Monday, October 13, 2008

Stock Quotes Web Part for Sharepoint 2007

Thomas Burke Holland (http://armsinfragilehands.blogspot.com/) has taken the source code from my Sharepoint 2003 Stock Quotes Web Part and created a web part that works on Sharepoint 2007. Check out his web site and download the 2007 version of the web part from the CodePlex web site:

http://www.codeplex.com/svstockticker

Tuesday, September 16, 2008

Adding a Serial port to a VM on ESXi

Back when we setup our System Center Operations Manager servers, we decided to virtualize them using VMware. Although we had an ESX cluster with datastores on our SAN, we felt that it would be counterproductive to put the monitoring system on the same hardware that we wanted to monitor. After all, an ESX or SAN outage would take the monitoring system offline so nobody would get notified.

Therefore we setup a separate Dell 2850 with Windows 2003 Server 64-bit, running the free VMware Server. At the time we setup our virtual root management server with a serial GSM modem so that it could send SMS notifications (more on that here). Since our GSM modem was serial based, all we needed to do was plug the cable into the 2850's COM1 port, then add a virtual serial port onto the virtual machine and connect it to COM1.

When VMware released their ESXi hypervisor for free, we decided to change from VMware Server to VMware ESXi. The hypervisor promised better performance and memory management and seemed like a nice upgrade. Unfortunately we soon discovered that VMware ESXi 3.5 update 2 does not support mapping a physical serial port to a virtual serial port.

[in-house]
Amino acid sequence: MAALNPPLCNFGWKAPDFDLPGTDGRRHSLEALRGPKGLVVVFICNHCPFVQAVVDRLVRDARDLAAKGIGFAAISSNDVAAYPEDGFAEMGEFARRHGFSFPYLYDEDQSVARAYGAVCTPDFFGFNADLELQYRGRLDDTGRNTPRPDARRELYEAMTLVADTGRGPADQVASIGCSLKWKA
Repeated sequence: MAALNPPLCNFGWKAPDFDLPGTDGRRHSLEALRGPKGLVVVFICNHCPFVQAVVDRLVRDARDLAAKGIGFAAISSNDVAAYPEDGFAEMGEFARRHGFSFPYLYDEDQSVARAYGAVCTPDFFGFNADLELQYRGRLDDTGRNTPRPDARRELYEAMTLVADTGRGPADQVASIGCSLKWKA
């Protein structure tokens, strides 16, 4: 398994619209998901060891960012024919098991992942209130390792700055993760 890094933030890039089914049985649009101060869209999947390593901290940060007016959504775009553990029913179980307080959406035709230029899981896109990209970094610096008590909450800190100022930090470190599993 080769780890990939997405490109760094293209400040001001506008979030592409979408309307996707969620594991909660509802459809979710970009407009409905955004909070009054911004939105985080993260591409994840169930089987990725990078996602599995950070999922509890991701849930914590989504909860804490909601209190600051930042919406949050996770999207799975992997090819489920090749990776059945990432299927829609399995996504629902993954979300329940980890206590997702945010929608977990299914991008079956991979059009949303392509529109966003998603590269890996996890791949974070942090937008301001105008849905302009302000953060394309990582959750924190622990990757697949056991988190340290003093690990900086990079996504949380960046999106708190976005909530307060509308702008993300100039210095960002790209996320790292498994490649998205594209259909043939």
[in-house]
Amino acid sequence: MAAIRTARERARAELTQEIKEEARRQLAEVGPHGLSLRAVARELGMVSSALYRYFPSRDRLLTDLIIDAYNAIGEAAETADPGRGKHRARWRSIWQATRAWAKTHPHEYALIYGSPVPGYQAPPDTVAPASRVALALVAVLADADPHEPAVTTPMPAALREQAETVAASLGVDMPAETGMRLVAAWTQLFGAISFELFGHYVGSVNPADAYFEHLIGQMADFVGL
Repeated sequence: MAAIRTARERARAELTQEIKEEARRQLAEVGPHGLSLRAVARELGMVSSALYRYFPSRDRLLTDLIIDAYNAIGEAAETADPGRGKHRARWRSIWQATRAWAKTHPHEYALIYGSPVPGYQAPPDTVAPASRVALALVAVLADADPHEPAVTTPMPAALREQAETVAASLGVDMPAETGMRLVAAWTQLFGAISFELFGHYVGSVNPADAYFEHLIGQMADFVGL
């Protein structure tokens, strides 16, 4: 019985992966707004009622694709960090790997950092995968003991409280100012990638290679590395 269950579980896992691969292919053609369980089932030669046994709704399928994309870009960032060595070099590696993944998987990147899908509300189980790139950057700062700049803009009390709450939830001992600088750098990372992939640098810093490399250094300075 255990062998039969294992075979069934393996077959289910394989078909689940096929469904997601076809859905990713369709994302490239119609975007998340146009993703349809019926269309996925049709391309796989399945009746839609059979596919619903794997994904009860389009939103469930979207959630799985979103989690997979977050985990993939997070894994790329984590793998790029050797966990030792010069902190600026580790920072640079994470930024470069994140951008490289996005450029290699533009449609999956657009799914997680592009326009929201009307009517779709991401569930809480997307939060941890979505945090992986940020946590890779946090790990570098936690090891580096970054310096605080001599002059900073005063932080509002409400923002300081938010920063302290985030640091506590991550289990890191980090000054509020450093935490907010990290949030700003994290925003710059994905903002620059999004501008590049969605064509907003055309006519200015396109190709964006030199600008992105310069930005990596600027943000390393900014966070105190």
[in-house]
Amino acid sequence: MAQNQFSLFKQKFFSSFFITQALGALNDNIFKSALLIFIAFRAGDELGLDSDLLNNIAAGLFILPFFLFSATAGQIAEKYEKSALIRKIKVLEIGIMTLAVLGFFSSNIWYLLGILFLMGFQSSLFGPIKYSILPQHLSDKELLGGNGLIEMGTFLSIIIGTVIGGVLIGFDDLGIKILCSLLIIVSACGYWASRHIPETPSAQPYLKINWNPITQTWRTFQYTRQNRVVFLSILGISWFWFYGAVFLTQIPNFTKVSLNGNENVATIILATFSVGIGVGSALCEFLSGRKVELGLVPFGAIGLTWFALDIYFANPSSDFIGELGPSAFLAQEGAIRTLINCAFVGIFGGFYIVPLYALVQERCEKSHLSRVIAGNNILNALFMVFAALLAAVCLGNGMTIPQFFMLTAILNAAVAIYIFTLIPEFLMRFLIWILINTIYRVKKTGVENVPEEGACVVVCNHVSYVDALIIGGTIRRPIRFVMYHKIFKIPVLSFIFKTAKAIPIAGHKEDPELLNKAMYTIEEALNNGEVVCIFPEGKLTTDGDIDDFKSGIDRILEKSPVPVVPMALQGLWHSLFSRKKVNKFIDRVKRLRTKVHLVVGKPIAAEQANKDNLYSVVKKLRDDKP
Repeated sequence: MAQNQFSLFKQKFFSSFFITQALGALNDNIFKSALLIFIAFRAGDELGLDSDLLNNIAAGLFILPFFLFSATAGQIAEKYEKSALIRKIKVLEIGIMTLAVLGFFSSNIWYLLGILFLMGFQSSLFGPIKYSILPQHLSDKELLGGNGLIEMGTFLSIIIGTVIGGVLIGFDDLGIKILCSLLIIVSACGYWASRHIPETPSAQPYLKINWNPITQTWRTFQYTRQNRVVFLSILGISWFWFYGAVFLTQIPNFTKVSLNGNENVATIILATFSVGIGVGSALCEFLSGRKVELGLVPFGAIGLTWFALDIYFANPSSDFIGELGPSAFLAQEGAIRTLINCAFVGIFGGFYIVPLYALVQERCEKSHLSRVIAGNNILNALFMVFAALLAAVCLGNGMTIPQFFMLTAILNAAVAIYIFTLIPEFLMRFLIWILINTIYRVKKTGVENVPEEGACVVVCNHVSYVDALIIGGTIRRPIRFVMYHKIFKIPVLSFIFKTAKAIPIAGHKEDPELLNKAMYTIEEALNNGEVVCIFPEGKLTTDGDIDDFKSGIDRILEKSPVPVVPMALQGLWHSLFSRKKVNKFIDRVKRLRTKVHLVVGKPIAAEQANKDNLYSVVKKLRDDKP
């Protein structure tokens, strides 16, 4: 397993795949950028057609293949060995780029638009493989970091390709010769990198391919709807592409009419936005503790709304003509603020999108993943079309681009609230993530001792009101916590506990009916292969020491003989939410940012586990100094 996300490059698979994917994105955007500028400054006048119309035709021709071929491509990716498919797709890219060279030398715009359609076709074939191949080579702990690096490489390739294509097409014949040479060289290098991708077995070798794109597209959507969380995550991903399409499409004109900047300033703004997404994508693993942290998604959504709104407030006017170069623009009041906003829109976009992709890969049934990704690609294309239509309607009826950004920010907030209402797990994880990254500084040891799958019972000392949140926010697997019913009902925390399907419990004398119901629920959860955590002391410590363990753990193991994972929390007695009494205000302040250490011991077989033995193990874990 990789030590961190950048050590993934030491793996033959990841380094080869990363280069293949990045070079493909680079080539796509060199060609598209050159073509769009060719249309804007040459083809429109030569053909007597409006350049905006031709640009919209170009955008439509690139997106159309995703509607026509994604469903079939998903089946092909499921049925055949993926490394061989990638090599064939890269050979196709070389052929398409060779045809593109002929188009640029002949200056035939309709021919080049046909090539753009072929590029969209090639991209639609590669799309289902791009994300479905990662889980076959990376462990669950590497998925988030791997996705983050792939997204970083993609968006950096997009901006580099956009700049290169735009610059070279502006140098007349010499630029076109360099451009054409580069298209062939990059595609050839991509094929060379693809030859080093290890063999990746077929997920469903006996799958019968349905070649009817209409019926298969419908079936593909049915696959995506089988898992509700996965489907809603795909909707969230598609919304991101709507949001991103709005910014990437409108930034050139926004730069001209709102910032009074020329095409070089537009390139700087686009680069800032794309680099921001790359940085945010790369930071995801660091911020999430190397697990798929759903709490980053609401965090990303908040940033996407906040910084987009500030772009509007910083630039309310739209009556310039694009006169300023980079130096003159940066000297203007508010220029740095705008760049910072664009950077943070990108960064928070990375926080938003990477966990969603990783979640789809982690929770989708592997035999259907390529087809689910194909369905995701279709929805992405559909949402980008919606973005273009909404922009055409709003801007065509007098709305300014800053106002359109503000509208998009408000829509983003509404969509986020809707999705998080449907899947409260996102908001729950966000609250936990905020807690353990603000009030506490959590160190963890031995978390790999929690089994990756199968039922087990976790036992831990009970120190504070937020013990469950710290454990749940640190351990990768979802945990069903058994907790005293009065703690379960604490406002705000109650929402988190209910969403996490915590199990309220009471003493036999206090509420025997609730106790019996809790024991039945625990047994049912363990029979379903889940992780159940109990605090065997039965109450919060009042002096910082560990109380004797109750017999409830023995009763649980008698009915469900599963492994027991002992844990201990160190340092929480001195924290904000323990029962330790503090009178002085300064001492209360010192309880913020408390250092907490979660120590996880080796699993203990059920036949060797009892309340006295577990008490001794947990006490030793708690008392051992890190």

To work around this problem, we purchased a Digi One SP serial over ethernet device for around $150. So now instead of connecting the modem directly to the COM1 port on the back of the Dell server, it now connects to this device which is connected to an ethernet port. The steps are pretty simple:
  1. Attach the device directly to a spare ethernet NIC on the back of our Dell server using a cross-over cable. Note that we could just connect it to our existing network infrastructure, but again we wanted the monitoring system to be self contained and able to send pages even if the network was offline.
  2. In the VMware Infrastructure Client, add a new virtual switch to the ESXi server.
  3. Shut down the RMS virtual machine to add a new virtual NIC which is assigned to the new switch we just created.
  4. Power ON the VM and configure the new NIC with an unused private address (in our case 192.168.0.1).
  5. Uninstall the existing GSM modem from the RMS virtual machine.